Bombardier Breakup And 3D Printing

By on March 14th, 2020 in Corporate

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Charles Goulding and Peter Favata of R&D Tax Savers examine Bombardier’s history and future — and use of 3D printing.

A History in Transportation

Bombardier was founded in July of 1937 by Joseph-Armand Bombardier in Quebec, Canada. The company got its start by designing and manufacturing snowmobiles which would later become known as Ski-Doo. These would be the backbone of the business until the mid-1960s when Bombardier began an acquisition spree, going after different train businesses, and later expanding into aviation in the 1980s. Snowmobiles would still be part of the business until Ski-Doo was spun off and sold to investors in 2003. Above is a photo of the first Bombardier snowmobiles.

Ambitions Too High

Recently Bombardier had attempted to break into the commercial aerospace industry, an effort which ended very quickly and poorly for the company. When competing with industry giants such as Boeing and Airbus, a company needs substantial resources and sadly Bombardier was not able to succeed in this industry. The result was serious financial troubles, including $9.3 billion in long-term debt in addition to projected layoffs of up to 70% of their employees.

Moving Forward

In response to these financial troubles, Bombardier has had to sell off its stake in the commercial plane market to Airbus, as well as its large rail sector to the French rail manufacturer Alstom, a company that had a proposed merger with Siemens railway product businesses in 2018. Bombardier’s sale of its train division is projected to reduce its profits by up to 50%. Below is a chart displaying Bombardier pre and post sell-off.

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 The company is now left with a much smaller business operating within the jet industry. In the business jet trade, Bombardier competes at the top of the industry along with General Dynamics and Gulfstream to name a couple.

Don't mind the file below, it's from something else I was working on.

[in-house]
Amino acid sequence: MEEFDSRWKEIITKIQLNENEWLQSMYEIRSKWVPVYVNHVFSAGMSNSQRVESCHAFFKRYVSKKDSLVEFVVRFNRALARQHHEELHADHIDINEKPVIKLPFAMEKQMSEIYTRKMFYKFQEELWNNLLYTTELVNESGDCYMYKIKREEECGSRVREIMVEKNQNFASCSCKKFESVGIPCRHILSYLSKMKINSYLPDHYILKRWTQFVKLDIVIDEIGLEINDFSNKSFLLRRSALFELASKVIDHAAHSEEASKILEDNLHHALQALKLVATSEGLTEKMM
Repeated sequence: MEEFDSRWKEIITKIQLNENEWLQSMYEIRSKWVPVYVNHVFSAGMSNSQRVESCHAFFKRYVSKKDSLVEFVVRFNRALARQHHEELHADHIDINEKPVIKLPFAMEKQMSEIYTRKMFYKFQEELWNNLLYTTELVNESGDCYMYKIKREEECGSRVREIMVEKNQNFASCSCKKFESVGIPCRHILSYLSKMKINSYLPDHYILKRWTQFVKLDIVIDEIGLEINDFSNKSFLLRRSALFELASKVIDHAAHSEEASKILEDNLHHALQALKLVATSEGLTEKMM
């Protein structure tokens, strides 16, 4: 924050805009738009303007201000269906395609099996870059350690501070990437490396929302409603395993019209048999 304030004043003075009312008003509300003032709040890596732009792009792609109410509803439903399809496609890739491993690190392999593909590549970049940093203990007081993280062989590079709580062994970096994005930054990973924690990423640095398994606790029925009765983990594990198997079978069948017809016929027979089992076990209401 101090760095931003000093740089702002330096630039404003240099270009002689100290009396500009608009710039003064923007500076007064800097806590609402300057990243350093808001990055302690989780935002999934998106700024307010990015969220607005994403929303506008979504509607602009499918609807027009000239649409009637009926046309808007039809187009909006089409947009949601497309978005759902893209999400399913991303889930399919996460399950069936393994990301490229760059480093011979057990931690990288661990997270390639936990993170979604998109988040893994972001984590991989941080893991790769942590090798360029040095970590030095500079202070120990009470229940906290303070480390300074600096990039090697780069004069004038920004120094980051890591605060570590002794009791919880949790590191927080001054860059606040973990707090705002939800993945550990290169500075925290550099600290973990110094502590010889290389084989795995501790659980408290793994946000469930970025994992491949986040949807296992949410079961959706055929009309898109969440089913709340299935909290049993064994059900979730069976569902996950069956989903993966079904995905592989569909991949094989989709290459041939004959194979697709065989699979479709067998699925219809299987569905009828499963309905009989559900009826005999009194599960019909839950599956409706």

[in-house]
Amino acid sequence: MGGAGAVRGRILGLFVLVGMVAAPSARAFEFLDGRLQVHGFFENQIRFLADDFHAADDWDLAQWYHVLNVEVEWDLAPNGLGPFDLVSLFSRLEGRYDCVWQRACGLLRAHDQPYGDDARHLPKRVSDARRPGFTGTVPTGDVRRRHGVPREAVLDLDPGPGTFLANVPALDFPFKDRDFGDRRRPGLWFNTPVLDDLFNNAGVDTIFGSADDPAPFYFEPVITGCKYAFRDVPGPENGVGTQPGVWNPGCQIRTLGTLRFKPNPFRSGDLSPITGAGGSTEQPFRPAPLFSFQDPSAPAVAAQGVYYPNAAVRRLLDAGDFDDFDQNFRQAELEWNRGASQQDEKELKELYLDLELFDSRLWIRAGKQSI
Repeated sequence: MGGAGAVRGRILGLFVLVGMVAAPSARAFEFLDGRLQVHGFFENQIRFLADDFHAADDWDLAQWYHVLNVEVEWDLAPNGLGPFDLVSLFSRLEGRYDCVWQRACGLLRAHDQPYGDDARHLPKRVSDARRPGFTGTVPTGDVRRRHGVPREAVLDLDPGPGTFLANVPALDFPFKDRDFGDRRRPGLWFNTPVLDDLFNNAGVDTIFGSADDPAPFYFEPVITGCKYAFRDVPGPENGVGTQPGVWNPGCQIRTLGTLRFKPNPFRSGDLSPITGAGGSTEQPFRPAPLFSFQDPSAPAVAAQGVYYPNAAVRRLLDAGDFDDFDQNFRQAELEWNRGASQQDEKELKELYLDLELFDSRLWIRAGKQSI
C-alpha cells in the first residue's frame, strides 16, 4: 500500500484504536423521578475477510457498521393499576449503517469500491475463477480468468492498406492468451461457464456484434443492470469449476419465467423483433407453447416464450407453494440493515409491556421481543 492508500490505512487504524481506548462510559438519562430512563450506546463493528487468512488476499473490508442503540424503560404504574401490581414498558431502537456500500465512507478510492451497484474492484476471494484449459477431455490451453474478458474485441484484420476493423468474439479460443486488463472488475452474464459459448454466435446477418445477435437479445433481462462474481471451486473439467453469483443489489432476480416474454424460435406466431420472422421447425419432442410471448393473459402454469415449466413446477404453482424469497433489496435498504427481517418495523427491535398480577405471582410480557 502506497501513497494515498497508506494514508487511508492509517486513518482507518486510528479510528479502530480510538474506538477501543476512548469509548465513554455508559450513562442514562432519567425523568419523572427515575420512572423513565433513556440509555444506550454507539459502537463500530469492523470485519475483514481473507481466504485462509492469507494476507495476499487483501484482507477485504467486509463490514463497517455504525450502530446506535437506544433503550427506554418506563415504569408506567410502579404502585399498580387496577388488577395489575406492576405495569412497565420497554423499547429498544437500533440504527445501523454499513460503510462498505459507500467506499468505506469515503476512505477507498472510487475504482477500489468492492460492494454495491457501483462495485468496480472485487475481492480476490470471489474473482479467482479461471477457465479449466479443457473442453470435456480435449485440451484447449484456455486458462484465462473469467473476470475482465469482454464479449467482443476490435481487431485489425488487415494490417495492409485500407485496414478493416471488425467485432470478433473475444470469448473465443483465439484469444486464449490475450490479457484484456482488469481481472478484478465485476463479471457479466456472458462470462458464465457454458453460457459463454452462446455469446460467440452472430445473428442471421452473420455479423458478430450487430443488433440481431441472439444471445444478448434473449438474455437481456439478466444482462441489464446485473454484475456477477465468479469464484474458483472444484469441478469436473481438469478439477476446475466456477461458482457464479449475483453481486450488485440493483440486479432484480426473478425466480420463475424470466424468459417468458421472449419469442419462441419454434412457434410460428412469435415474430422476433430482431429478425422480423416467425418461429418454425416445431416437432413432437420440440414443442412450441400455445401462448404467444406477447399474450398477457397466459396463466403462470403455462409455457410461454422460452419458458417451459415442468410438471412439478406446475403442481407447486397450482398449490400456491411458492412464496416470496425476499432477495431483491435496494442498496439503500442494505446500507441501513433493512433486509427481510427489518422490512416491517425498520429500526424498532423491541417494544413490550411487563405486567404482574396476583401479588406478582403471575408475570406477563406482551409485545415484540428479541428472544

3D Printing

Bombardier is no stranger to 3D printing. In May of 2019, they adopted the Stratasys F900 3D printer to be used for 3D printing end-use rail parts. They have also stated in the past they would like to install a 3D printer in every engineering department for prototyping parts.

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Airbus’ mainstream commercial jet segment already engages in the extensive use of 3D printing. Airbus is a large proponent of 3D printing mainly because it is proving itself as a highly efficient way for weight reduction. 3D printed parts can weigh up to 55% less than traditional manufacturing methods. Weight reduction is very important for the aerospace industry since it results in substantial fuel cost reduction. The rail industry is a large user of 3D printing and Alstom should be able to combine Bombardier 3D printing experience with its own.

Companies that engage in 3D printing aerospace parts may be eligible for the R&D tax credit.

The Research & Development Tax Credit

Enacted in 1981, the now permanent Federal Research and Development (R&D) Tax Credit allows a credit that typically ranges from 4%-7% of eligible spending for new and improved products and processes. Qualified research must meet the following four criteria:

  • Must be technological in nature

  • Must be a component of the taxpayer’s business

  • Must represent R&D in the experimental sense and generally includes all such costs related to the development or improvement of a product or process

  • Must eliminate uncertainty through a process of experimentation that considers one or more alternatives

Eligible costs include US employee wages, cost of supplies consumed in the R&D process, cost of pre-production testing, US contract research expenses, and certain costs associated with developing a patent.

On December 18, 2015, President Obama signed the PATH Act, making the R&D Tax Credit permanent. Since 2016, the R&D credit can be used to offset Alternative Minimum Tax (AMT) or companies with revenue below $50MM and, startup businesses can obtain up to $250,000 per year in cash rebates that can be applied directly to payroll taxes.


The potential for Bombardier’s now singular focus on its jets segment to thrive is a real possibility. Already being a respected leader in the field and with private jet chartering, becoming more popular than ever with platforms such as BLADE the private jet booking app, Bombardier could see some growth in this industry.

By Charles Goulding

Charles Goulding is the Founder and President of R&D Tax Savers, a New York-based firm dedicated to providing clients with quality R&D tax credits available to them. 3D printing carries business implications for companies working in the industry, for which R&D tax credits may be applicable.